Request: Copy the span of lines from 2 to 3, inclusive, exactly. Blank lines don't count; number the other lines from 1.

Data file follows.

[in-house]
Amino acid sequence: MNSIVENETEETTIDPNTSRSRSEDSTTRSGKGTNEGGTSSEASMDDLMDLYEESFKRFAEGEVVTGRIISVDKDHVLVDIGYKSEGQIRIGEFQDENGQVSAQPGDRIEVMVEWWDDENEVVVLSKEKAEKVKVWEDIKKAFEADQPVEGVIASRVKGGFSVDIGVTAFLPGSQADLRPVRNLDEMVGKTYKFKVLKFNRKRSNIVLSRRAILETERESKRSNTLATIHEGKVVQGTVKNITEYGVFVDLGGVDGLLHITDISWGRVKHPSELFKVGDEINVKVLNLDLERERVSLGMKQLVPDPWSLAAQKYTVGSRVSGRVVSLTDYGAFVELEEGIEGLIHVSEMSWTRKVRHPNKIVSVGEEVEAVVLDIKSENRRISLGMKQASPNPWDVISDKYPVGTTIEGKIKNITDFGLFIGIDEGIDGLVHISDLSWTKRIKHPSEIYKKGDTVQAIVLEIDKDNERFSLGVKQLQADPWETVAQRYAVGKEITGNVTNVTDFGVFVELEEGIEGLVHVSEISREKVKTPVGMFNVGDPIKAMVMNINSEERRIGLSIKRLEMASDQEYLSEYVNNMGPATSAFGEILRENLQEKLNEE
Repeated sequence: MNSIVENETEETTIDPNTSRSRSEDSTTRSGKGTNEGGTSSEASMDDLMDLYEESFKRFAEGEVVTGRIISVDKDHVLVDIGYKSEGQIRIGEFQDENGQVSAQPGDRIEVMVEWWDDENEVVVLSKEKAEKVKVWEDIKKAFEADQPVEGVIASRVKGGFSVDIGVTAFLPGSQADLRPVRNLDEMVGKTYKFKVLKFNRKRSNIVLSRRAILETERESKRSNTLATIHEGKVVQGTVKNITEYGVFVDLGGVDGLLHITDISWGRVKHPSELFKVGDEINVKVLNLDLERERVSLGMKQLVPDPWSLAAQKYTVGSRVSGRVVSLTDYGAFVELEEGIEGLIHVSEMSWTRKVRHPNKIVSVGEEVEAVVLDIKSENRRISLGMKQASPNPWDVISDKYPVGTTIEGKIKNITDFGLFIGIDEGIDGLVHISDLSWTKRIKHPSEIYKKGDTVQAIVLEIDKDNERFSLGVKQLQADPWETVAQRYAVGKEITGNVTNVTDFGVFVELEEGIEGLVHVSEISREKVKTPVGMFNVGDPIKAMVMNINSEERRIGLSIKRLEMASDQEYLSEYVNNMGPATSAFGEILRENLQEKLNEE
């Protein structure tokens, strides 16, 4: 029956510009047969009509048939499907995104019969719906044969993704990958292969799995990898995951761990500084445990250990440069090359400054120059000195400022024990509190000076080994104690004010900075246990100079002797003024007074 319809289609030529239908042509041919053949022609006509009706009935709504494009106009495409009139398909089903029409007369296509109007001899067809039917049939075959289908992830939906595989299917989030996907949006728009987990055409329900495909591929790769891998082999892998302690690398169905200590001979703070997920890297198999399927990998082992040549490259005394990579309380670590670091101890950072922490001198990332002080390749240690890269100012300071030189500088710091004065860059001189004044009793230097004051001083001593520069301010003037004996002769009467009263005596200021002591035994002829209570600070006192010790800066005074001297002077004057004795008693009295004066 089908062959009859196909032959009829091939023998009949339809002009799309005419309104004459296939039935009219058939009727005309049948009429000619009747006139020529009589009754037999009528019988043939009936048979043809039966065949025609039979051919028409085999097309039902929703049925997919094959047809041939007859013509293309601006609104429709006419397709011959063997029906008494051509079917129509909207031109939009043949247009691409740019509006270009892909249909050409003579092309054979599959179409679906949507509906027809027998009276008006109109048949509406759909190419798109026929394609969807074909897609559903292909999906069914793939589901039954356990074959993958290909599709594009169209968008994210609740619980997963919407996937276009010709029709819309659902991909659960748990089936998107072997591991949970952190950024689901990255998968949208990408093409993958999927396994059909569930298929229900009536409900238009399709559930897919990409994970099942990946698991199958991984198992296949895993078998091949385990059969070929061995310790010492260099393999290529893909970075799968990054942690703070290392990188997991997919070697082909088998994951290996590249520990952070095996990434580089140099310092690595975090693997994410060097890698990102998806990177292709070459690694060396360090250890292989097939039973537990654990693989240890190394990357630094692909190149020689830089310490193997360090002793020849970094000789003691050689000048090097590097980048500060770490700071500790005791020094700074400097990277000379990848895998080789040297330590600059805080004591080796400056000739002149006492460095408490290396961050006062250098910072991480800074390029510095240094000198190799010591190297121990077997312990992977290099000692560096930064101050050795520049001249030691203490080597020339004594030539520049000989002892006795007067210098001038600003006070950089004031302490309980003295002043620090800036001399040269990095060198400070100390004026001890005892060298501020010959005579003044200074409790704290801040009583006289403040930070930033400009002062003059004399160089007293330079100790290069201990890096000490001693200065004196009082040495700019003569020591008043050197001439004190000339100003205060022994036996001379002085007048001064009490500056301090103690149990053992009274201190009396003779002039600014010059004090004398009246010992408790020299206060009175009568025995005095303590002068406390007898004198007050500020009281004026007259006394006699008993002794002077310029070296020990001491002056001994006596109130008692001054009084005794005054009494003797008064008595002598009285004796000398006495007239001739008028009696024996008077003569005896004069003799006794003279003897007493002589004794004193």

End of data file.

Amino acid sequence: MNSIVENETEETTIDPNTSRSRSEDSTTRSGKGTNEGGTSSEASMDDLMDLYEESFKRFAEGEVVTGRIISVDKDHVLVDIGYKSEGQIRIGEFQDENGQVSAQPGDRIEVMVEWWDDENEVVVLSKEKAEKVKVWEDIKKAFEADQPVEGVIASRVKGGFSVDIGVTAFLPGSQADLRPVRNLDEMVGKTYKFKVLKFNRKRSNIVLSRRAILETERESKRSNTLATIHEGKVVQGTVKNITEYGVFVDLGGVDGLLHITDISWGRVKHPSELFKVGDEINVKVLNLDLERERVSLGMKQLVPDPWSLAAQKYTVGSRVSGRVVSLTDYGAFVELEEGIEGLIHVSEMSWTRKVRHPNKIVSVGEEVEAVVLDIKSENRRISLGMKQASPNPWDVISDKYPVGTTIEGKIKNITDFGLFIGIDEGIDGLVHISDLSWTKRIKHPSEIYKKGDTVQAIVLEIDKDNERFSLGVKQLQADPWETVAQRYAVGKEITGNVTNVTDFGVFVELEEGIEGLVHVSEISREKVKTPVGMFNVGDPIKAMVMNINSEERRIGLSIKRLEMASDQEYLSEYVNNMGPATSAFGEILRENLQEKLNEE
Repeated sequence: MNSIVENETEETTIDPNTSRSRSEDSTTRSGKGTNEGGTSSEASMDDLMDLYEESFKRFAEGEVVTGRIISVDKDHVLVDIGYKSEGQIRIGEFQDENGQVSAQPGDRIEVMVEWWDDENEVVVLSKEKAEKVKVWEDIKKAFEADQPVEGVIASRVKGGFSVDIGVTAFLPGSQADLRPVRNLDEMVGKTYKFKVLKFNRKRSNIVLSRRAILETERESKRSNTLATIHEGKVVQGTVKNITEYGVFVDLGGVDGLLHITDISWGRVKHPSELFKVGDEINVKVLNLDLERERVSLGMKQLVPDPWSLAAQKYTVGSRVSGRVVSLTDYGAFVELEEGIEGLIHVSEMSWTRKVRHPNKIVSVGEEVEAVVLDIKSENRRISLGMKQASPNPWDVISDKYPVGTTIEGKIKNITDFGLFIGIDEGIDGLVHISDLSWTKRIKHPSEIYKKGDTVQAIVLEIDKDNERFSLGVKQLQADPWETVAQRYAVGKEITGNVTNVTDFGVFVELEEGIEGLVHVSEISREKVKTPVGMFNVGDPIKAMVMNINSEERRIGLSIKRLEMASDQEYLSEYVNNMGPATSAFGEILRENLQEKLNEE